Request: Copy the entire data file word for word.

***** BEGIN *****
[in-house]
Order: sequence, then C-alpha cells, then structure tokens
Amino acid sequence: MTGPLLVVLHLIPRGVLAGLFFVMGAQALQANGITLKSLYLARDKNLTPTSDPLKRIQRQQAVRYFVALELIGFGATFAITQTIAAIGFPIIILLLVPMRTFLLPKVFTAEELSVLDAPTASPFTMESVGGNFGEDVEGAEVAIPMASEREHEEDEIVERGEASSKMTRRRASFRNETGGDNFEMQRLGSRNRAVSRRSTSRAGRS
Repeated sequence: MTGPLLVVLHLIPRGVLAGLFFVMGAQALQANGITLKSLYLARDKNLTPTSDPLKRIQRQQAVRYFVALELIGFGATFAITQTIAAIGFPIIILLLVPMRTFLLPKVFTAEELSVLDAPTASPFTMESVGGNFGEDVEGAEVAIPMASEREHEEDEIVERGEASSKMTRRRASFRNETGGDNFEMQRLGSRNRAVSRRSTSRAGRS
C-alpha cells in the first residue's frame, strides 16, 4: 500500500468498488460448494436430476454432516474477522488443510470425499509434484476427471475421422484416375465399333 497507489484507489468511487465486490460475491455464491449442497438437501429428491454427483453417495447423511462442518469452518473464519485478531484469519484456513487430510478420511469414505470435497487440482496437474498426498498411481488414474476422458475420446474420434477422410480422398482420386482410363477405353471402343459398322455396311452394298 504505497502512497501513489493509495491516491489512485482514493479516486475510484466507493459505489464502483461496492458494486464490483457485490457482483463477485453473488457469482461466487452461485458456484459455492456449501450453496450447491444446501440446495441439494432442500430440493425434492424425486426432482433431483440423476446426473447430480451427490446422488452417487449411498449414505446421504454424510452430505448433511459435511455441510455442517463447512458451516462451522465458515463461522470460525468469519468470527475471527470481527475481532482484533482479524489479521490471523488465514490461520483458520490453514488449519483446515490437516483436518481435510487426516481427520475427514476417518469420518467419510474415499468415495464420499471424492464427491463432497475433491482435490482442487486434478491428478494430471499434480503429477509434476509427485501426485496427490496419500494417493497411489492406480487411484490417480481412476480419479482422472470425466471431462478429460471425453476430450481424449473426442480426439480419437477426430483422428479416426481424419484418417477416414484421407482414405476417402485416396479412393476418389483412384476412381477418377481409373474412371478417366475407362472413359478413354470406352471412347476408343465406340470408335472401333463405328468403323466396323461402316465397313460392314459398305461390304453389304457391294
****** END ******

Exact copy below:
[in-house]
Order: sequence, then C-alpha cells, then structure tokens
Amino acid sequence: MTGPLLVVLHLIPRGVLAGLFFVMGAQALQANGITLKSLYLARDKNLTPTSDPLKRIQRQQAVRYFVALELIGFGATFAITQTIAAIGFPIIILLLVPMRTFLLPKVFTAEELSVLDAPTASPFTMESVGGNFGEDVEGAEVAIPMASEREHEEDEIVERGEASSKMTRRRASFRNETGGDNFEMQRLGSRNRAVSRRSTSRAGRS
Repeated sequence: MTGPLLVVLHLIPRGVLAGLFFVMGAQALQANGITLKSLYLARDKNLTPTSDPLKRIQRQQAVRYFVALELIGFGATFAITQTIAAIGFPIIILLLVPMRTFLLPKVFTAEELSVLDAPTASPFTMESVGGNFGEDVEGAEVAIPMASEREHEEDEIVERGEASSKMTRRRASFRNETGGDNFEMQRLGSRNRAVSRRSTSRAGRS
C-alpha cells in the first residue's frame, strides 16, 4: 500500500468498488460448494436430476454432516474477522488443510470425499509434484476427471475421422484416375465399333 497507489484507489468511487465486490460475491455464491449442497438437501429428491454427483453417495447423511462442518469452518473464519485478531484469519484456513487430510478420511469414505470435497487440482496437474498426498498411481488414474476422458475420446474420434477422410480422398482420386482410363477405353471402343459398322455396311452394298 504505497502512497501513489493509495491516491489512485482514493479516486475510484466507493459505489464502483461496492458494486464490483457485490457482483463477485453473488457469482461466487452461485458456484459455492456449501450453496450447491444446501440446495441439494432442500430440493425434492424425486426432482433431483440423476446426473447430480451427490446422488452417487449411498449414505446421504454424510452430505448433511459435511455441510455442517463447512458451516462451522465458515463461522470460525468469519468470527475471527470481527475481532482484533482479524489479521490471523488465514490461520483458520490453514488449519483446515490437516483436518481435510487426516481427520475427514476417518469420518467419510474415499468415495464420499471424492464427491463432497475433491482435490482442487486434478491428478494430471499434480503429477509434476509427485501426485496427490496419500494417493497411489492406480487411484490417480481412476480419479482422472470425466471431462478429460471425453476430450481424449473426442480426439480419437477426430483422428479416426481424419484418417477416414484421407482414405476417402485416396479412393476418389483412384476412381477418377481409373474412371478417366475407362472413359478413354470406352471412347476408343465406340470408335472401333463405328468403323466396323461402316465397313460392314459398305461390304453389304457391294